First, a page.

//Let me ask you: How do you validate the infallible authority?//
You don't validate the infallible authority. You simply accept it. If that infallible authority is false, then you'll know that sooner if not latter - and you'll have to leave. But if it is authentic, then your faith will work and gradually you'll arrive at Certitude of your faith, just as I have arrived at the certitude that the Pope is infallible and is the true leader of the true Church. But in Protestant churches where private judgment is the paradigm, nobody will ever arrive at certitude, for in the first place their churches never told them, with infallible stress, that their church is really the true Church. What keeps them in their churches then? The answer is simple: 1) Prejudice against the RC because of the many Vatican myths, Popish legends, and superstitious idolatries told to them about RC. In other words, they sell their products not because they believe that their products are good, but by pulling down the products of others. 2.) Attachments. They remain in their churches because of emotional attachments, to their way of life, to their co-members, and to their properties.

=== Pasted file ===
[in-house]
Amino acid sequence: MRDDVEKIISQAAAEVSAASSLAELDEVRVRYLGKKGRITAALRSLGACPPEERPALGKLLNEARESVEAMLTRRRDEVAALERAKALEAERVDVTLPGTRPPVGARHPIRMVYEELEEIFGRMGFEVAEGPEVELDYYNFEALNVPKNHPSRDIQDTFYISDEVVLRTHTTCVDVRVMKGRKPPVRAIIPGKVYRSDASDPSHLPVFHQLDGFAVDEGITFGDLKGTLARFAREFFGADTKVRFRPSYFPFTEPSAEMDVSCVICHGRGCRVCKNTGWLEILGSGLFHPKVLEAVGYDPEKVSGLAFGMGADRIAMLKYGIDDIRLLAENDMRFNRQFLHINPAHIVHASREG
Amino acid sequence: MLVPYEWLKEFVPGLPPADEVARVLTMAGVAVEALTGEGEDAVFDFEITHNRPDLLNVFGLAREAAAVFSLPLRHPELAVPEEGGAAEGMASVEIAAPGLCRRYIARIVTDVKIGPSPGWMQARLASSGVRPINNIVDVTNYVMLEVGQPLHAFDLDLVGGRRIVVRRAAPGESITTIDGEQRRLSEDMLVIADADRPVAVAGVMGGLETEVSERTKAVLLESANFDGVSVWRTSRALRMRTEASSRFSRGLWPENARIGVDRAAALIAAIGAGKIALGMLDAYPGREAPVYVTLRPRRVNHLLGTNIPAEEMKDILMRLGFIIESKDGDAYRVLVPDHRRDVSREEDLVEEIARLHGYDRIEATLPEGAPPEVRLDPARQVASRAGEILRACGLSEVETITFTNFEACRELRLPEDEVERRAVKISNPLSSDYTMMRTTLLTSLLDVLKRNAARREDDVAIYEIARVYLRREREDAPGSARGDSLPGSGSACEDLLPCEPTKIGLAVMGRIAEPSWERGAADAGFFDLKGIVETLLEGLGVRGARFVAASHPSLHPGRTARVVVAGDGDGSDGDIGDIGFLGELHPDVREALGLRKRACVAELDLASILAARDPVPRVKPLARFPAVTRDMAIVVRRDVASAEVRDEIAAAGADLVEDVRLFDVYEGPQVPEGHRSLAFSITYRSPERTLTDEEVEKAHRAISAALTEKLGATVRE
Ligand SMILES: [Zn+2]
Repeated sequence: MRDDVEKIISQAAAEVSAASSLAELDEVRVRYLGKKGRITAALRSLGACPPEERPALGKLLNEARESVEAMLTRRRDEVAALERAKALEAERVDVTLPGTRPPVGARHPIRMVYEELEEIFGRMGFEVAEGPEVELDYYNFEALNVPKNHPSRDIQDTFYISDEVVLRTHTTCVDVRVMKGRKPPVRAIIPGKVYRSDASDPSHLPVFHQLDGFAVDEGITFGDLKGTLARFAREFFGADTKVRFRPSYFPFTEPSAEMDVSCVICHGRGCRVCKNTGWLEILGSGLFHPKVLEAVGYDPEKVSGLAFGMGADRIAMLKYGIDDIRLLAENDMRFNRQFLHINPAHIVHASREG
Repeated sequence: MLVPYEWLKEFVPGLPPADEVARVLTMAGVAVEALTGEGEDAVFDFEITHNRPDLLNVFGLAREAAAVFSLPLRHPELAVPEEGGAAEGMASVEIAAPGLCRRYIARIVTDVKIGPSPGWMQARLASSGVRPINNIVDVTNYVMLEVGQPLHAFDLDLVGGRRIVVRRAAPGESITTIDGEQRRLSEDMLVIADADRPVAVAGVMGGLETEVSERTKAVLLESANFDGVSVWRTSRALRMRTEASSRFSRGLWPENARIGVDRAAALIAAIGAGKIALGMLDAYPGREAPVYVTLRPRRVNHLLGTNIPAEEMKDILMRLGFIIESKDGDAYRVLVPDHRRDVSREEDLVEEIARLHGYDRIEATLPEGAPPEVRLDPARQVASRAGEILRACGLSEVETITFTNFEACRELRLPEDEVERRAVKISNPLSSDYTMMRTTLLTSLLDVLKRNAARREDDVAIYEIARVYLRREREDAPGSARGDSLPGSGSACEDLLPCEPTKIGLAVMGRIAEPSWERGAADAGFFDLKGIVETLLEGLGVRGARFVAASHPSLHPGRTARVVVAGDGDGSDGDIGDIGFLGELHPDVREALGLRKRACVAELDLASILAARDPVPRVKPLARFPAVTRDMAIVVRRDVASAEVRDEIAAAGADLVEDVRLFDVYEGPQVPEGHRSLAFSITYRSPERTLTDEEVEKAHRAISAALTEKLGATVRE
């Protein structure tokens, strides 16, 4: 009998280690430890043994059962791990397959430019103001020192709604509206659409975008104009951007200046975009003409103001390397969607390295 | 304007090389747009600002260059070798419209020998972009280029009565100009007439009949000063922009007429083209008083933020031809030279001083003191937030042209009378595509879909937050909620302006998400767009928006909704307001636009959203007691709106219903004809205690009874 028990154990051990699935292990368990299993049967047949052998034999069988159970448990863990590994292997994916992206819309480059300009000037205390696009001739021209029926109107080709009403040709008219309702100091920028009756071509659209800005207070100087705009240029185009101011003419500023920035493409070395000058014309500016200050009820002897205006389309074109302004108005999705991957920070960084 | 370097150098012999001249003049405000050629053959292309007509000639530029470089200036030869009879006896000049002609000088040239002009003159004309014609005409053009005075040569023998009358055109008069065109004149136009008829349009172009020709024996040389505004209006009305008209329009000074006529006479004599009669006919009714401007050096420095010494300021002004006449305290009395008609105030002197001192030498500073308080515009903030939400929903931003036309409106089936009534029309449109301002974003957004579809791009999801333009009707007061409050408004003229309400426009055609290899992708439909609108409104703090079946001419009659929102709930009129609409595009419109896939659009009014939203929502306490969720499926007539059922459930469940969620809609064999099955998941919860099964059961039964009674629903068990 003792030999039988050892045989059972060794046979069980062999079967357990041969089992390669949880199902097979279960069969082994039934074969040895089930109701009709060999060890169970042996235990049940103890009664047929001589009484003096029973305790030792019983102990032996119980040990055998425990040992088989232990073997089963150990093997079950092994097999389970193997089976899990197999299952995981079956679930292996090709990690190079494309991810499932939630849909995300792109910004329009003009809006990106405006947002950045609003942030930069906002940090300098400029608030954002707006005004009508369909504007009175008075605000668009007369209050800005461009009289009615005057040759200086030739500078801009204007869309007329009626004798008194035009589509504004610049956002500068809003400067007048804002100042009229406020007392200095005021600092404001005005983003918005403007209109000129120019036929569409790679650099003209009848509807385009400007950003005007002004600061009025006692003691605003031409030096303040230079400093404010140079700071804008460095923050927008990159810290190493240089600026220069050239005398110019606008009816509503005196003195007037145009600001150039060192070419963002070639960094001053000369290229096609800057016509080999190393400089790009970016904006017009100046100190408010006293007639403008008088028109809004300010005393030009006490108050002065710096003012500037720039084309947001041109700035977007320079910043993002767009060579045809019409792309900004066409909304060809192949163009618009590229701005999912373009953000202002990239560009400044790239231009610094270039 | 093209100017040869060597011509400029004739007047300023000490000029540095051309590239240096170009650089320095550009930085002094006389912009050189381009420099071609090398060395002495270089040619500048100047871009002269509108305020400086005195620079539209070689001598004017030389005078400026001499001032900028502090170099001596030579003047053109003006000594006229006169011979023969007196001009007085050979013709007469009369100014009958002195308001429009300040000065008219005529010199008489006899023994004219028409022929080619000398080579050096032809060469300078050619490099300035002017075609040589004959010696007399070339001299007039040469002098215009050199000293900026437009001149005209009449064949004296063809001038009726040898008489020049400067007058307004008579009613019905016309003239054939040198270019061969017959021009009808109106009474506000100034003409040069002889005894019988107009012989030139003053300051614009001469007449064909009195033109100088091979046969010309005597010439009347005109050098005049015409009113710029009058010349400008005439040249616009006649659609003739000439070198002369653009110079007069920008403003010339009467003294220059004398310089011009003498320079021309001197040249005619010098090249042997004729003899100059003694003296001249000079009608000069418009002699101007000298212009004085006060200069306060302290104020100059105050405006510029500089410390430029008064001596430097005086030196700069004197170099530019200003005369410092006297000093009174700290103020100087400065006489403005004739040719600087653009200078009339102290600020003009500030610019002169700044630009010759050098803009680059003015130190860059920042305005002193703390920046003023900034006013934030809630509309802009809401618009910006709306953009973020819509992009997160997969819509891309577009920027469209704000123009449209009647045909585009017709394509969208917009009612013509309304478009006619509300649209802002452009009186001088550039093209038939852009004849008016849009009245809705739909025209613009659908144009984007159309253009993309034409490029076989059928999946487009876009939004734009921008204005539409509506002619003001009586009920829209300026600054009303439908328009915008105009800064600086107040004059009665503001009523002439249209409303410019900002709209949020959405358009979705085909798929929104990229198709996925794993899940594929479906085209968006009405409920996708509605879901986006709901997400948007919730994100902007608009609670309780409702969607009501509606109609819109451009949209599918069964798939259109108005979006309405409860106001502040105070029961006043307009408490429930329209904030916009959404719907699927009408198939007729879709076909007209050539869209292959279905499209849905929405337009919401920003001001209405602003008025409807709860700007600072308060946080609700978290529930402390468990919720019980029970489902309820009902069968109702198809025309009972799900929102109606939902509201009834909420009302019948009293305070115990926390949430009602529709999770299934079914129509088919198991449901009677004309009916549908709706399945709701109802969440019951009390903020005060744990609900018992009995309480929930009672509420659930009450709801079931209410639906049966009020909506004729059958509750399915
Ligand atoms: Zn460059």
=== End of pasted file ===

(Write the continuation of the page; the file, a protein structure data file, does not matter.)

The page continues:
We can of course use and read the bible for our own personal edification. During bible sharing, we can give our own reflection and interpretation of the Bible. We can be mistaken or we can be correct. But there's nothing wrong with that since you're not proclaiming your interpretation as the truth. You and your listeners understand that you are only sharing your reflection. You're not teaching; you're not putting yourself as the "Interpreter." Hence, your personal interpretation is not incompatible with your recognition that there is an official infallible magisterium. But you might say: "but that is only what I mean by "private interpretation." To this I will answer: No it's not. Protestants are putting private interpretation as the source of truth and the means at attaining it. Private interpretation is the basis of their beliefs and of teaching others.